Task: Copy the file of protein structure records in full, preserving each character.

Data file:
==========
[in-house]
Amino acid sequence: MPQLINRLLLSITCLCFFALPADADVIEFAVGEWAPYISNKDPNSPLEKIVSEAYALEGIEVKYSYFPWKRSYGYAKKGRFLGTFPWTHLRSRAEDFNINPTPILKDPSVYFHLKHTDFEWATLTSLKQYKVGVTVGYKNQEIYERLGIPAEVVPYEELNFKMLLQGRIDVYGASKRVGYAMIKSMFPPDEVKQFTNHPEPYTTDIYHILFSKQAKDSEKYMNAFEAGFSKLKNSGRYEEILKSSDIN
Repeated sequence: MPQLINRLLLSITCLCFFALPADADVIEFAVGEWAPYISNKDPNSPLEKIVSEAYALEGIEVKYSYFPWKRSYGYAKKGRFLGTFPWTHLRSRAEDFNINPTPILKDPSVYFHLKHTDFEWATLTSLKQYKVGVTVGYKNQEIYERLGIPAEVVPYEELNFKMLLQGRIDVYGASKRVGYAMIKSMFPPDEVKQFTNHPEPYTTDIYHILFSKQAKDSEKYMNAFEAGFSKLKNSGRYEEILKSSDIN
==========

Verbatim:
[in-house]
Amino acid sequence: MPQLINRLLLSITCLCFFALPADADVIEFAVGEWAPYISNKDPNSPLEKIVSEAYALEGIEVKYSYFPWKRSYGYAKKGRFLGTFPWTHLRSRAEDFNINPTPILKDPSVYFHLKHTDFEWATLTSLKQYKVGVTVGYKNQEIYERLGIPAEVVPYEELNFKMLLQGRIDVYGASKRVGYAMIKSMFPPDEVKQFTNHPEPYTTDIYHILFSKQAKDSEKYMNAFEAGFSKLKNSGRYEEILKSSDIN
Repeated sequence: MPQLINRLLLSITCLCFFALPADADVIEFAVGEWAPYISNKDPNSPLEKIVSEAYALEGIEVKYSYFPWKRSYGYAKKGRFLGTFPWTHLRSRAEDFNINPTPILKDPSVYFHLKHTDFEWATLTSLKQYKVGVTVGYKNQEIYERLGIPAEVVPYEELNFKMLLQGRIDVYGASKRVGYAMIKSMFPPDEVKQFTNHPEPYTTDIYHILFSKQAKDSEKYMNAFEAGFSKLKNSGRYEEILKSSDIN